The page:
Or, is it as the BMA (British Medical Association) says, down to “a fixation” with extra red tape?

But what is more shocking is the number of Senior Managers has doubled in the same time.  Now it is said that there are more administrators in the NHS than hospital beds.  No wonder Lord Darzi was doing his utmost to reduce the time we can stay in those beds – and whoever is the current Minister seems to be trying to cut this further.   And if you want further info – Official data shows since 1995 the number of senior managers increased by 91% – but doctors and nurses still only show a 35% increase in that time.

More money is wasted by officials, with no knowledge of business finance, who are let loose to negotiate contract with the private health sector.  Now, anyone running a private hospital is tasked to run that hospital at a reasonable profit;  anyone with a bit of sense will realise this, so one would assume the NHS would leave contracts to be negotiated by someone who has a financial background.   Contracting out to the private sector can make financial and healthy sense – provided this is done by those who know what they are doing.

But according to the BMA ‘market-driven’  and other management-speak policies have wasted around £220 million in the past five years.   After being made to look fools by the doctors, who negotiated very healthy salary increases with the NHS,  the department allows the same people to handle negotiations for private operations with hospitals.  As a consequence only 85% of operations were carried out – leaving another big hole in the budget.

There is an equation which the NHS could do well to ponder:  the taxpayer who funds the NHS expects the service to deliver reasonable care within its budget.  The savvy taxpayer would be quite happy for the NHS to contract out some of those services to the private sector, provided the services provided offer value for money.  But the taxpayer does not expect Administrators with no proper financial training to be let loose to play ducks and drakes with taxpayers’ money.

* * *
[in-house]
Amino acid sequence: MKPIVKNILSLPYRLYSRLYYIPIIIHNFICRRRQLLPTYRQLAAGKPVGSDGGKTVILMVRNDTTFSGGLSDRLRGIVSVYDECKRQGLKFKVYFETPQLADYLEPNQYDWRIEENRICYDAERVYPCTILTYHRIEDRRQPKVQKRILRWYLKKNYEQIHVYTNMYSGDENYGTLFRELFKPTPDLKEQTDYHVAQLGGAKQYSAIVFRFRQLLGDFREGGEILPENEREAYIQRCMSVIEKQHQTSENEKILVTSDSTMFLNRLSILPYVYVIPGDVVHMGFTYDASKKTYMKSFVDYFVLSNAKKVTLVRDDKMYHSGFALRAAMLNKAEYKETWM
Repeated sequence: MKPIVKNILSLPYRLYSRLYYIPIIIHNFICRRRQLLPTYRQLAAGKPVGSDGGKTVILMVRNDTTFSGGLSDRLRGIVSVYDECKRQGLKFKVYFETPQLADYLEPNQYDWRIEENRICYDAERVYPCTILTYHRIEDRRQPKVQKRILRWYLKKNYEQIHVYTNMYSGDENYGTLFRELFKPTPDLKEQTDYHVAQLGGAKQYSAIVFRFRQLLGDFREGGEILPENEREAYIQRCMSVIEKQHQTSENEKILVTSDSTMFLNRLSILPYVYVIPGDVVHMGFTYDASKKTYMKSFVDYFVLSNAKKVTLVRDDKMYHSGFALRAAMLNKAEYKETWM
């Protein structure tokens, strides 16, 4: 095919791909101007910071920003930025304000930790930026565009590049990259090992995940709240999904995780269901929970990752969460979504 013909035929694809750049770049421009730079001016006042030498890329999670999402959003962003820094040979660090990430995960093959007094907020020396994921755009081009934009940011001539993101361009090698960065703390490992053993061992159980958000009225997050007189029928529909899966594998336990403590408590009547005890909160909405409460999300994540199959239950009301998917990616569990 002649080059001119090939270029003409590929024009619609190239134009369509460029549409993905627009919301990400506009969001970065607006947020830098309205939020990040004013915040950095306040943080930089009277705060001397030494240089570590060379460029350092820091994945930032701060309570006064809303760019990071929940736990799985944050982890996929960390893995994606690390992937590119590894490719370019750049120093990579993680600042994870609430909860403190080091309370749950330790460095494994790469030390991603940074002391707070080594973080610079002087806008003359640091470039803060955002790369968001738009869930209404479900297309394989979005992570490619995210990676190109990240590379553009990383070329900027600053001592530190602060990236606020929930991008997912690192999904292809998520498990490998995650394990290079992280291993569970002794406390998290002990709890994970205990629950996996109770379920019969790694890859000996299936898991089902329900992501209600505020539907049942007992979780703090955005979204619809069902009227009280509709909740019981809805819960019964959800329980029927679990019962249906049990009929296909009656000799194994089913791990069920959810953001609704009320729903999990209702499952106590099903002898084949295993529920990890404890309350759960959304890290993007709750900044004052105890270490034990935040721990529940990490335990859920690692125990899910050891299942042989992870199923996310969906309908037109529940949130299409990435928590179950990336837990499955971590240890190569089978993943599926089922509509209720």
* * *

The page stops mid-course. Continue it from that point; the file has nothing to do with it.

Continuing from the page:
So lets call a halt to all those ‘market-driven’ initiatives such as GP-led health centres,  Poly-clinics, Patient Choice and other trendy schemes – the public aren’t stupid, and know these disappear into a bureaucratic black hole.  I am all for involving the private sector IF their care proves more effective, but don’t let Admin-babes loose to negotiate contracts of which they have no understanding.

If  common sense is used, public/private funding for our health service could actually save money.  It works in other countries, but they don’t expect financial babes to negotiate contracts.

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Derby Gripe Moles dig up NHS Waste

Situated almost in the middle of Britain, what goes on in the NHS in Derby is  typical of the NHS around Britain.

An army of obliging moles are working diligently digging up stories – here are some of their recent findings.                They are anonymous, and we have promised to protect their identity.  You know what the NHS does to Whistleblowers!

Mole No. 1 reports
A paratrooper shot in the neck by the Taliban contracted MRSA in a British hospital as he fought back from his injuries. Sergeant David ‘Paddy’ Caldwell was diagnosed with the potentially deadly superbug at a Birmingham hospital after being airlifted back from Afghanistan. He had been leading his platoon in an assault on a heavily-defended Taliban compound when he was hit in the throat and neck by machine-gun fire

After first being treated at a field hospital in Afghanistan, Sergeant Caldwell was transferred to the intensive care unit at Selly Oak’s Royal Centre for Defence Medicine.  Sources said Sergeant Caldwell contracted MRSA after three months at the hospital. He is now recovering from the infection.  Bet you the Military Matrons that used to run the Military Hospitals (before the Govt. axed them) wouldn’t have allowed any bug in THEIR establishments.

It seems that civilian hospitals aren’t able to protect their patients – no wonder the powers-that-be are desperate to get patients home – it’s safer there.

Yet instead of learning from private medical care (private hospitals were testing for MRSI for newly-admitted patients long before the NHS – but how much does taking a couple of swabs cost?), those who take out private medical care insurance constantly get kicked in the teeth.  Currently, Gordon Brown’s trumpetted ‘nurse for every cancer patient’        plan is fine for NHS, but the scheme will be run on Macmillan ‘lines’, and their nurses still announce they don’t look after  private patients.